Another story developers can follow is the Star Wars Jedi Knight: Jedi Academy series and pick up where Jaden Korr and Rosh Penin left off. Though the game was more hack-and-slash than anything else, players felt what it was like to be a Jedi in the game, and their choices were just as influential as in the KOTOR franchise. The impact of the storyline was on point for what a Star Wars RPG was meant to deliver.

The immersion is one of the most important parts of an RPG. If you can say you have lost track of time while playing one, they have done their job.

But there are several eras that EA can cover that aren't already established as a video game RPG. Developers can explore the Thrawn legacy or the Clone Wars from a clone trooper or padawan point of view. They can follow the path of an unknown bounty hunter, much like what 1313 was supposed to be. They have a plethora of material they can pull from, it just matters what is allowed and what isn't allowed.

But what is it that we want as fans and gamers of the Star Wars franchise? If we're being honest, the graphics and system that KOTOR had was not the greatest, and neither the Jedi Academy games didn't have much for graphics, either.

But I believe what keeps those games alive and the nostalgia going is the stories that enraptured us when we first played them.  It was the immersion and the effects it had on how we made choices as we played. It made players feel like they were making a difference in the game, that they were important in everything that happened. This is probably one of the most important factors that should be in the next Star Wars RPG that comes out, whether it is open world or linear.

The open world gives a sense of wonder, that someone thought all this up just for us to explore.

What we all want is just a story that we can feel important in, one that we make an impact on. The Old Republic does a fantastic job in the immersion, actually changing the terrain and the story down the line depending on what players do. It even effects the main character and how they influence the story as a whole. That model is what this gamer wishes for.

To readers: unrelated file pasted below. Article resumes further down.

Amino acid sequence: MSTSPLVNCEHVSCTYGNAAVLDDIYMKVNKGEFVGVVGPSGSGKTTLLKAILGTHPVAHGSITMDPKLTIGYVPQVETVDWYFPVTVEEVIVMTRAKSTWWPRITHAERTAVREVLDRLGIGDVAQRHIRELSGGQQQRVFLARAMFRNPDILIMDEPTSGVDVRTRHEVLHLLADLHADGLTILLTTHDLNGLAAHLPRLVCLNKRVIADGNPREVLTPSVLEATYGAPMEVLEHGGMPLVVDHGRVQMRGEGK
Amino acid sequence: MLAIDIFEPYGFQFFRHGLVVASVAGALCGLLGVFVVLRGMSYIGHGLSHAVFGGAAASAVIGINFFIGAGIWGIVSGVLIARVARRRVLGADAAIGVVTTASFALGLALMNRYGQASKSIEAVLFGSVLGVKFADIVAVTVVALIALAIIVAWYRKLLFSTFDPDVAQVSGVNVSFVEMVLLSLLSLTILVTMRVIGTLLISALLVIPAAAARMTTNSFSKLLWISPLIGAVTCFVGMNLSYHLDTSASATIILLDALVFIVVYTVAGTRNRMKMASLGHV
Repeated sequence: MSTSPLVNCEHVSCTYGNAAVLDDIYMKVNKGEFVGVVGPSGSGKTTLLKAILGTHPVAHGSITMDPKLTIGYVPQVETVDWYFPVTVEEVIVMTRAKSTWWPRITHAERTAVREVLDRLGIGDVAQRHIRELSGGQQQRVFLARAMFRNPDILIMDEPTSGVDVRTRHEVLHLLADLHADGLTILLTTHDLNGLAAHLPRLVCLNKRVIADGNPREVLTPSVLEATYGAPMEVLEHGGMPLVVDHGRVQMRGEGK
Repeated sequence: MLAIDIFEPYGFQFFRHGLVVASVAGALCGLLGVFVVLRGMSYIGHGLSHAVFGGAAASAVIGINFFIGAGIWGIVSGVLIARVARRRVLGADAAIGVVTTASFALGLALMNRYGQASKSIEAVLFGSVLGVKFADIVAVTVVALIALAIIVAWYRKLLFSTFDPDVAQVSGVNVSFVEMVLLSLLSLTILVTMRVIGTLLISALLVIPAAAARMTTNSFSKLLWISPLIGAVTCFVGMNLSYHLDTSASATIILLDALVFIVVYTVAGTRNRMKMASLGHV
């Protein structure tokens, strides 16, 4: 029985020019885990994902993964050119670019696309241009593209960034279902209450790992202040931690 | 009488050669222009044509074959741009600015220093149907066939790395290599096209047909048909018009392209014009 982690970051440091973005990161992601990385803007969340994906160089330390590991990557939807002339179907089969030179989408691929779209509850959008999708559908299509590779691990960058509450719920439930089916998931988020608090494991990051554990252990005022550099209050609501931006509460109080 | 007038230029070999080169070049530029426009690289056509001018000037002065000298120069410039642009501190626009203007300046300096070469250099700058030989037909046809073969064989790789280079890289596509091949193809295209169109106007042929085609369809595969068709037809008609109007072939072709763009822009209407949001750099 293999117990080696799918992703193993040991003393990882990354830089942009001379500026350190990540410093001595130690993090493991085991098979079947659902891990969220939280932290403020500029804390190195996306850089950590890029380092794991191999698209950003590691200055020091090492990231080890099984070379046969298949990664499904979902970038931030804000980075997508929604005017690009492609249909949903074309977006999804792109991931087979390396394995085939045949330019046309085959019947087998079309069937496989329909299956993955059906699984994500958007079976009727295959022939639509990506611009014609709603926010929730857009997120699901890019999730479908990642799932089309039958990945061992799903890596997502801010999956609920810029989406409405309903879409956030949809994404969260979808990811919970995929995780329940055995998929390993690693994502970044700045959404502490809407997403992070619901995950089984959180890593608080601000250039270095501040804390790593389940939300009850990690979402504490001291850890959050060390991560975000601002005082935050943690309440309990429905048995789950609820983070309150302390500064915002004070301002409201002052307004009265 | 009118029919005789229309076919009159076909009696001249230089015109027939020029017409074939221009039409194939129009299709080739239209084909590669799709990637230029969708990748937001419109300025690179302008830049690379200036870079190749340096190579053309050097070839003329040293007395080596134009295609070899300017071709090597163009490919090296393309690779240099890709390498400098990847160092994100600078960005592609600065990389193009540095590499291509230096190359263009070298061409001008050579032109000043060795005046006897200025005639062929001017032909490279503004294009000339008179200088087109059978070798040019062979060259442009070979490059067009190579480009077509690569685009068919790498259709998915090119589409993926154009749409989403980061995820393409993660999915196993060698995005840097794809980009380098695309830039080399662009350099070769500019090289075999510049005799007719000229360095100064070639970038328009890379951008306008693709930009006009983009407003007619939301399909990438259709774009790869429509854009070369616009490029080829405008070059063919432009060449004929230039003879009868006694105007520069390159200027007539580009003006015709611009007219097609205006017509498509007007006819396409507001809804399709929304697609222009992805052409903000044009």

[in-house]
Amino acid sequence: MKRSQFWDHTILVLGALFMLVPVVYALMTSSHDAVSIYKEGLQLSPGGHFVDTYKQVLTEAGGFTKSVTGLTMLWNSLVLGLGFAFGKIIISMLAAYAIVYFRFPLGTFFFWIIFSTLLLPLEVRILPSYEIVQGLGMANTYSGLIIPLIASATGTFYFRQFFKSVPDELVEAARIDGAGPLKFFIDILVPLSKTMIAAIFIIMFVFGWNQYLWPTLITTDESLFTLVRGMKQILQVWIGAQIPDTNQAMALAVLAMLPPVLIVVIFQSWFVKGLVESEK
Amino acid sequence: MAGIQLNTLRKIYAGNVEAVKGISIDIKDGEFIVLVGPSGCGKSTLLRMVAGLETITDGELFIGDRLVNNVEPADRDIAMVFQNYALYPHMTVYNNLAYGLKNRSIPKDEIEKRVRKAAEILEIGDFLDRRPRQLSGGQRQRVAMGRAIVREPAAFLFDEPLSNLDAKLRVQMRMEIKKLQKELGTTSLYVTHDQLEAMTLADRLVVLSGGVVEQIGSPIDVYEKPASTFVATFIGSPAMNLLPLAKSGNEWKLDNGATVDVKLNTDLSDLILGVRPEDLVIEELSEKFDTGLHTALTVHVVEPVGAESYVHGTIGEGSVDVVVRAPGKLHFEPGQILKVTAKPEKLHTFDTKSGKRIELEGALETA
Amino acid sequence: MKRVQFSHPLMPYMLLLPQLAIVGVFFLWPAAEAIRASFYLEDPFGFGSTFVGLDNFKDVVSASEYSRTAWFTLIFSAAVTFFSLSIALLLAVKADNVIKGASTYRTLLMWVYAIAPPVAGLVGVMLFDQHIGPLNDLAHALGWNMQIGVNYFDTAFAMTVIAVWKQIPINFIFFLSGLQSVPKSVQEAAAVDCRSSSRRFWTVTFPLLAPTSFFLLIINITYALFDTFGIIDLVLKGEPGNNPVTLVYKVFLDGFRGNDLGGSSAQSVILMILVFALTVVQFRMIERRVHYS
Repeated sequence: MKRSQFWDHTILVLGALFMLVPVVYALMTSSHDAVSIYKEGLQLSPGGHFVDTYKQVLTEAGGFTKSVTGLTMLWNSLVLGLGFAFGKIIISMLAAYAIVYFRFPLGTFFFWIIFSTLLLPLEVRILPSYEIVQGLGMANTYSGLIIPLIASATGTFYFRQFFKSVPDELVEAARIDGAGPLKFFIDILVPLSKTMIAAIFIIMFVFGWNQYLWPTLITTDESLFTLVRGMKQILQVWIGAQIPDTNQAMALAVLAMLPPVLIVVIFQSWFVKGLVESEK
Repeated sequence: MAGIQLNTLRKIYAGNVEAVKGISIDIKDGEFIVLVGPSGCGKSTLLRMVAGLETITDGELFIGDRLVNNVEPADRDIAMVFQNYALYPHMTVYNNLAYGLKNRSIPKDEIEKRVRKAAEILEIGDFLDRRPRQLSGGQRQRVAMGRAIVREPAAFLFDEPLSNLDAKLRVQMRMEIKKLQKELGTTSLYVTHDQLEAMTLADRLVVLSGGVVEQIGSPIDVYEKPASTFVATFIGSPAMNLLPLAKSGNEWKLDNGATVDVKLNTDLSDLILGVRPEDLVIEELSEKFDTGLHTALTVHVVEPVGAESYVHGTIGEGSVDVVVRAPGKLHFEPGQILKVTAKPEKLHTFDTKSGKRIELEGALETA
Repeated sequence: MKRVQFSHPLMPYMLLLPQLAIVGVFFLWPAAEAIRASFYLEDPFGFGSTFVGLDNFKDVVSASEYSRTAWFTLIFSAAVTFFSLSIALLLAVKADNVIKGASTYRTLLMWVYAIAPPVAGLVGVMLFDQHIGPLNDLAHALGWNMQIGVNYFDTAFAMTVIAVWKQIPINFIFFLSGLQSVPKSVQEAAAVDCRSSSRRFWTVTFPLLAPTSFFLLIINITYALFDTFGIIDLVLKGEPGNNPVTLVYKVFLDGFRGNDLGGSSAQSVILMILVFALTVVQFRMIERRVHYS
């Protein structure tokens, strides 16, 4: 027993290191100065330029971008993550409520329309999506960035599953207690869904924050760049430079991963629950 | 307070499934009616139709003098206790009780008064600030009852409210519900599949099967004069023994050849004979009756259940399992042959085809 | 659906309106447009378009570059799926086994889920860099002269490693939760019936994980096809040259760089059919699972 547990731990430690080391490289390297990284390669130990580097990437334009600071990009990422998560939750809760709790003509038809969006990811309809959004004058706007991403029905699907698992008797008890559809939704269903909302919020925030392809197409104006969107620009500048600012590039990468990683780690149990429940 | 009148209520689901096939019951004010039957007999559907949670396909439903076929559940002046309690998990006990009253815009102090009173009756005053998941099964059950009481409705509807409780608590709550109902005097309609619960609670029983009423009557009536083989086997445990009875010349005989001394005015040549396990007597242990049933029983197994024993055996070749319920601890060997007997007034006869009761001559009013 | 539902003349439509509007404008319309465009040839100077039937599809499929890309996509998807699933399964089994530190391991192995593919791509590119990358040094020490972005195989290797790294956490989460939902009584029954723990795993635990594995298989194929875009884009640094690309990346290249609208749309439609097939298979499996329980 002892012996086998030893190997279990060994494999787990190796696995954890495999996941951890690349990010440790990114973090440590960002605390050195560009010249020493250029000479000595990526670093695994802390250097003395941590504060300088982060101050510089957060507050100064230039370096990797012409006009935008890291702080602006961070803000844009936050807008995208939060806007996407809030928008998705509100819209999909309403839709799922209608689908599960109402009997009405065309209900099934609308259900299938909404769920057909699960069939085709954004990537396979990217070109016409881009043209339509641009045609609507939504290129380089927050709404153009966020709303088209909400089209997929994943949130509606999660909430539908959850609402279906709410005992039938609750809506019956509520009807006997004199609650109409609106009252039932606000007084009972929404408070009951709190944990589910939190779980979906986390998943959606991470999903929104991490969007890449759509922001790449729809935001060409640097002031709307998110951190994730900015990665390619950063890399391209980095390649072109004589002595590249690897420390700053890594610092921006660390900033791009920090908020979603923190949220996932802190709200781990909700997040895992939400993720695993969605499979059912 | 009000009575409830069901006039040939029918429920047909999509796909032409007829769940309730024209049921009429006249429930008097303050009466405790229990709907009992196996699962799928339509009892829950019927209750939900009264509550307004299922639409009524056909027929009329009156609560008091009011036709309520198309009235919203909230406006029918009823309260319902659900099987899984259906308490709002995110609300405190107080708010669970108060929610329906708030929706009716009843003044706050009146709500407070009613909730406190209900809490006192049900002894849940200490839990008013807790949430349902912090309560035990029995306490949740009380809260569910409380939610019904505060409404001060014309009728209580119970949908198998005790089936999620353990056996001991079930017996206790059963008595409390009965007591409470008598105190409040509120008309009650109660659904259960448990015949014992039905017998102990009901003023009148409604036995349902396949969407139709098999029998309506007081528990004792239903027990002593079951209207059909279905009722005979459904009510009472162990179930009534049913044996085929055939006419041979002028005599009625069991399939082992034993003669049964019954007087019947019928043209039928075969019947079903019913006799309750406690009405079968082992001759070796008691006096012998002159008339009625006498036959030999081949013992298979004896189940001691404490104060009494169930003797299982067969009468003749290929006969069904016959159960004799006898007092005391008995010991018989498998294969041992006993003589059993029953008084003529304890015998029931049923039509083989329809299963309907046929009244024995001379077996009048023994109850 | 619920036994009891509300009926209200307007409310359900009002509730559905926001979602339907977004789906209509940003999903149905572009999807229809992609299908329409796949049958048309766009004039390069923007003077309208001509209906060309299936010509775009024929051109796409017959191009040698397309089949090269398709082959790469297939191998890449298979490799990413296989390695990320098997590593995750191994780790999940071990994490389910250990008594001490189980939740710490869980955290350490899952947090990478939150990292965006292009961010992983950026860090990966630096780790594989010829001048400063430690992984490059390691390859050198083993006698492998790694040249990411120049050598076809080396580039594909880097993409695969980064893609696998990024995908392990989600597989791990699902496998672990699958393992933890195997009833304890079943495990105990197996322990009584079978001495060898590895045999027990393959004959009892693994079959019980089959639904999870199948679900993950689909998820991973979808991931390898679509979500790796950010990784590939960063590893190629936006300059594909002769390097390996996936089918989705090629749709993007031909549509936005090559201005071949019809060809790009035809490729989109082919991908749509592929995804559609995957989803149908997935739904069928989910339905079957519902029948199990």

I want to feel that my character is important in the world I am fighting in, that I am a fugitive of the Empire, or an important Jedi helping to fulfill a prophecy. Some may not agree. They may thing that the story eventually needs to end because the player's power becomes so immense.

Well, then end it and branch off to another story or replay it. You can go down so many avenues. Enjoy the possibilities. Try something different. Be a Jedi that turns to the dark side; be a Sith that betrays their master to protect a planet -- or even be the smuggler that hands over the fugitive. Go beyond your limits , dare to explore, and dare to be whatever you want.

We all want to be that hero (or villain). Let's hope it's delivered.


But who knows what EA has in store for us.  Hopefully a game that delivers what this community wants, and boy, is this community picky lately. But in the comments below, tell us what kind of era/storyline they should pursue? What would you like to see next? Stay tuned to GameSkinny for more Star Wars news. Until next time, stay classy, gamers!